Our greatest environmental challenges hold our greatest opportunities.
Consider the Great Pacific Garbage Patch, a swirling mass of trash twice the size of Texas that has accumulated in the North Pacific Subtropical Gyre between California and Hawaii. It is an ecological nightmare, but just as the gyre is gathering refuse, the Garbage Patch is gathering global attention.
The situation is a chance to better understand how our global systems interact and to realize what power we have to effect change. It’s also an opening to discover how businesses could re-examine their product development processes and offer lasting solutions to core problems.
Understanding our motives
The Garbage Patch is composed of 80 percent plastics in a soup that reaches to the ocean floor in some places. Commentators on the Garbage Patch point to irresponsible disposal, especially waste from ships, streams and river runoff into the ocean, as well as deliberate dumping. The Garbage Patch is a consequence of our unsustainable designs of systems and products, they point out.
If the story stopped there, we would be able to redesign solutions that would efficiently eliminate the Garbage Patch and ensure another could not materialize. But we are not finding those solutions, because our designs are not concerned with them.
Design is really a manifestation of intention. The Garbage Patch is not only a collection of failures of design, it is a vortex for our misplaced intentions.
Going a step further—to the origin of our intentions—we begin to realize what paradigms drive us. The core problem of the Garbage Patch is a widely lived paradigm that humans are removed from the rest of nature. It is a misperception, it is dangerous, and it informs everything we do and everything we design.
Real, lasting change must be made at the level of the paradigm if we are to alter our designs in ways that will lead to holistic harmony. We must ask ourselves now, “What paradigms drive our intentions?”
Embodying the connectivity
The Garbage Patch is one monstrous example that our designs, intentions and paradigms rarely consider the biosphere as an entity with which we are deeply, irrevocably intertwined. It is also a blatant example of just how, exactly, our lives are indeed inseparable from the biosphere.
Today there are 46,000 pieces of plastic per square kilometer of ocean, and because of this a million birds and 100,000 marine mammals die each year, directly affecting our food chains and our future prosperity. As plastics break down in the water, they poison us, too: when plasticizers such as Bisphenol decompose, endocrine disrupters are released from the synthetic materials and enter our food and water streams—these endocrine disrupters interfere with our hormonal balance and increase the chances of health risks from cancer to infertility.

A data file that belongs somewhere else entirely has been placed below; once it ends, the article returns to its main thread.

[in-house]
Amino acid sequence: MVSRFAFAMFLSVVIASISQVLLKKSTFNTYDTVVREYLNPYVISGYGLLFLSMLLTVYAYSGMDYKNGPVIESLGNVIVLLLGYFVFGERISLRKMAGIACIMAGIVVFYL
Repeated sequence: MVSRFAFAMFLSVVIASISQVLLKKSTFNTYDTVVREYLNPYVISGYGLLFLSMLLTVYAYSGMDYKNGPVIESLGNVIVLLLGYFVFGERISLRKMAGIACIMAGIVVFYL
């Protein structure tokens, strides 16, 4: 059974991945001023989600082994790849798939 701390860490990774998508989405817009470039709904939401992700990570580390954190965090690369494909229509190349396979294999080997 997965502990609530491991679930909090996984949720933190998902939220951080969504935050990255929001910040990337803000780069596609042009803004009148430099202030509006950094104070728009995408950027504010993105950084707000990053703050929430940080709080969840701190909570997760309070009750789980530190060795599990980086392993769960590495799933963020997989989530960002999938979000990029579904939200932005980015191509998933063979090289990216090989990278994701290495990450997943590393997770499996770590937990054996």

Thus the unintended consequences of our designs might start thousands of miles away from us, but the biological systems of the world are so holistically connected that there will be consequences for us. Like messages in a bottle, the contaminants are landing on our shores, they are infiltrating our menus and they are telling us that we are not only poisoning remote species, we are poisoning ourselves.
An ocean of ideas
Our designs can be destructive, but our designs can also be restorative. The path to restorative design returns to an awareness of intention. An understanding of intention moves us to know our paradigms—and to change them if we understand that they cause harm.
By shifting paradigms to see our own lives as integrated wholly with Nature, we will begin to learn how Nature’s ways can give life and prosperity to us. Our intentions will be prosperity without harm, and our designs will be infused with lessons from Nature.
Intentionally including Nature in our designs will lead to new products, industries and systems. These outputs—based on Nature’s creative brilliance and ancient wisdom—will allow living systems to thrive and economic systems to prosper.
What if we found a way to use sun and wind to biodegrade plastics efficiently while sequestering toxic outputs? Nature has its filters, which we could take notes from, and she already breaks down plastics using sun and wind. Without human design to counter human design, though, Nature has no mechanism for sequestering endocrine disrupters and other toxins. As a human family with lessons from Nature’s designs, we could accomplish this—and someone could create a whole new industry (and be very profitable) doing it.
Better yet, what if our plastics—instead of contaminating ocean gyres—actually fed the ecosystems where they ended up after human use? After all, Nature recycles everything or, said in another way, waste equals food.
Nature’s lessons are good for business because they show us how to build systems that last. They are good for us not only because they lay the foundation for strong business, but because they lead to holistic prosperity: clean water, unpolluted food streams and greater human health. If we could recognize the connectivity and the interdependence of manmade and natural systems, our intentions would change, our designs would be different.
Paradigms form the DNA of our intentions. We must understand and change this DNA if lasting change is to be made.
Roger Saillant is the Executive Director of the Fowler Center for Sustainable Value at the Weatherhead School of Management, Case Western Reserve University. Among his extensive corporate experience, he has served as a senior executive in the Plastics Division of Ford Motor Company and, most recently, as CEO of Plug Power, a fuel-cell company based in Albany, New York. He’s also interested in alternative ways to communication sustainability issues: his novel Vapor Trails explores carbon sequestration and global warming with a cinematic plot and cast of characters.